When COVID started I decided to restore my family home. I didn’t knock down a single wall or redesign a new kitchen. I just got a fresh paint job, new cabinets and recarpeted where needed. I left all the original art and furniture and appliances as my parents had great taste. Why ruin a good thing?!
The six-month process was still torturous but, in the end, I feel great in this recently “resurrected” environment. I adore being surrounded by the presence of my family in pictures and memorabilia. Luckily, I was blessed with a terrific brother and parents. I don’t feel lost or stuck in my past at all. In fact, I think I am celebrating! Their persistent aura has given me strength during these recent difficult times.
I realize I am of the age where my best days are really behind me, which doesn’t make me sad at all. It puts me squarely in my “now.” The future? Who knows. Maybe I am living out that idea of making the old new again … in the best possible way. Last week I got all my chairs “restuffed” (no reupholstery) and my primary doors were “retooled” to really “snap” shut. It is the little things that become such game changers.
But the biggest restoration experience was done by Tim Johnson — a local car “detailist” extraordinaire. He came out for two days (7:30 AM to 5:00 PM) and performed a magical makeover on my 15-year-old Lexus SUV and my 12-year-old BMW. It changed my life. I have had car details before, but it entailed a one-hour wax job, deep vacuuming and a tire shine. Car wash places are now bad hack jobs, and many have lost their campy boutiques that sold strange birthday cards and hanging velvet dice rearview mirror bling.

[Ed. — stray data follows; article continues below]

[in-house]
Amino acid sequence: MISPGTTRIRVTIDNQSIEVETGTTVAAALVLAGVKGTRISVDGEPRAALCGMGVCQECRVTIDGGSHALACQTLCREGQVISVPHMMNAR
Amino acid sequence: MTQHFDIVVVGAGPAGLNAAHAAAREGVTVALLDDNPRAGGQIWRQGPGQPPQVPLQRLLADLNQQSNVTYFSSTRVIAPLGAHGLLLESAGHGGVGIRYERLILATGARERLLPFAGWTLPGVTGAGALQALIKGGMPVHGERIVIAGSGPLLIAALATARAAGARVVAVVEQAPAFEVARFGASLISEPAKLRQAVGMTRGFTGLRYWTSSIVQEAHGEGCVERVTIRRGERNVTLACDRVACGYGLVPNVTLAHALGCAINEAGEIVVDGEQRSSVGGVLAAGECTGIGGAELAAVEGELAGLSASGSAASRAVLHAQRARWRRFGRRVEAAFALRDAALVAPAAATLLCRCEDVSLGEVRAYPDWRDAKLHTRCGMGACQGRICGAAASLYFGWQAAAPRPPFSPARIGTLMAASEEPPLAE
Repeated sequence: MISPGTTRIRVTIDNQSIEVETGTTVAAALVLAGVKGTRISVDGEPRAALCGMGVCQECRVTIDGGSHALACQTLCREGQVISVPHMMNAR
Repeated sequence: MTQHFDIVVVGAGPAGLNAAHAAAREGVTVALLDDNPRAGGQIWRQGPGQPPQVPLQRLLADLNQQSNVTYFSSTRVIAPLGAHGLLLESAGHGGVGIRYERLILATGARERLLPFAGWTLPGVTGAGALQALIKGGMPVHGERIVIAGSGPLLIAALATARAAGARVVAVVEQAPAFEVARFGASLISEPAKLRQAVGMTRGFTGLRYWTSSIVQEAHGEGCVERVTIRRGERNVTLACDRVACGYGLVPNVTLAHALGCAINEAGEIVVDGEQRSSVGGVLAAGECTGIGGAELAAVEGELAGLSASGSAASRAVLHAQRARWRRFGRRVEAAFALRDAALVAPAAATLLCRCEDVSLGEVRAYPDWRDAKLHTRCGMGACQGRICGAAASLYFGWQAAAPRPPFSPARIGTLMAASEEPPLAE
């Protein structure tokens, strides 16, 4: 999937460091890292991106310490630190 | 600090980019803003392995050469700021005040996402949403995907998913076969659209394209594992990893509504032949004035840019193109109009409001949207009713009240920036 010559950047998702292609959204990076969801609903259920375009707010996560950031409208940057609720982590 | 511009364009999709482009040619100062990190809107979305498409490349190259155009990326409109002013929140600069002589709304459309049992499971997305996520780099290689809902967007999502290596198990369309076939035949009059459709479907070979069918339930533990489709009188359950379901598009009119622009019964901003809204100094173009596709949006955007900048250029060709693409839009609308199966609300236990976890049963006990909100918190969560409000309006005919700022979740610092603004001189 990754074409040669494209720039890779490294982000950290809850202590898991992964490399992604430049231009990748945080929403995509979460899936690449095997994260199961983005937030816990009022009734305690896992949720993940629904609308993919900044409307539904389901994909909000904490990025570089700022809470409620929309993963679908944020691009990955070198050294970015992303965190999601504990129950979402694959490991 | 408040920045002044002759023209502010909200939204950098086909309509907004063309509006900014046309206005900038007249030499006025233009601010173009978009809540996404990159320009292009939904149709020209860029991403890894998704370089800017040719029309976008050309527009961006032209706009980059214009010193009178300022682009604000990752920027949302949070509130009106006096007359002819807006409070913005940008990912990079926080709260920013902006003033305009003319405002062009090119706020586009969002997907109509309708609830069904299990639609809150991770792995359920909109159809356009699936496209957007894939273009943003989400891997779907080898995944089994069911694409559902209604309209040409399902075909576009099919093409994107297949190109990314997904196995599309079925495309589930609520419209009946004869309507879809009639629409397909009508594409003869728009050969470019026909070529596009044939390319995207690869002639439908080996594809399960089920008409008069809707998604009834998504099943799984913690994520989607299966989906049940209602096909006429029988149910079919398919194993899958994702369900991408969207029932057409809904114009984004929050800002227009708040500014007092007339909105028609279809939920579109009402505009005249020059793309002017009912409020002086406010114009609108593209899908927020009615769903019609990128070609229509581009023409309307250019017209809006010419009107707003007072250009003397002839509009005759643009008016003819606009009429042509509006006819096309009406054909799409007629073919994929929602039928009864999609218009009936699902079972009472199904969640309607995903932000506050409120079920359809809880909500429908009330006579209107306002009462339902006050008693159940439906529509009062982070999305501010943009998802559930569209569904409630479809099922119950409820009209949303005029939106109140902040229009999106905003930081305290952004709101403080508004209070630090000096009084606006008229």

Tim was a surgeon. He spent an hour cleaning just the motor, not to mention every cubbyhole (he found old jewelry, money and strange unidentified food), gas gauge, and knob handles. He got my dented fenders to look straight. One car was badly “keyed” from front to back. Somehow, he buffed that out.
His tools and potions were many and varied. Watching him was like watching a performance artist in my driveway. It was “dinner and a show.” He made me believe that “God is in the details.” Especially later when I drove both cars. They not only looked like brand-new cars – I swear they drove better. I sensed that my cars breathed a newfound sigh of relief.
My cars made me think about this whole process of “restoring.” It’s a form of honoring what you already own. Maybe that’s what restorative yoga means. But I am not sure facelifts do that.
I have seen too many people look “not themselves” and perhaps even “alien” after all those surgical lifts, pulls, and yanks. This is why I celebrate every hard-earned wrinkle. Although I wondered if one of Tim’s finishing spackle waxes could be used on my neck.
Now the ultimate restoration arrived last week with a “new” Beatles song release. It was written and sung by John Lennon in the late ’70s, and bandmates Paul, Ringo, and George did record it but there were some technical difficulties. However, now with all the tech advances it has been “re-recorded” with Giles Martin — son of the original producer George Martin.
Apparently, it was the last song they ever recorded together. It’s titled “Now and Then” — and it’s not a rehash of “Yesterday.”
Leave it to the Fab Four … to restore a historical musical moment in our time.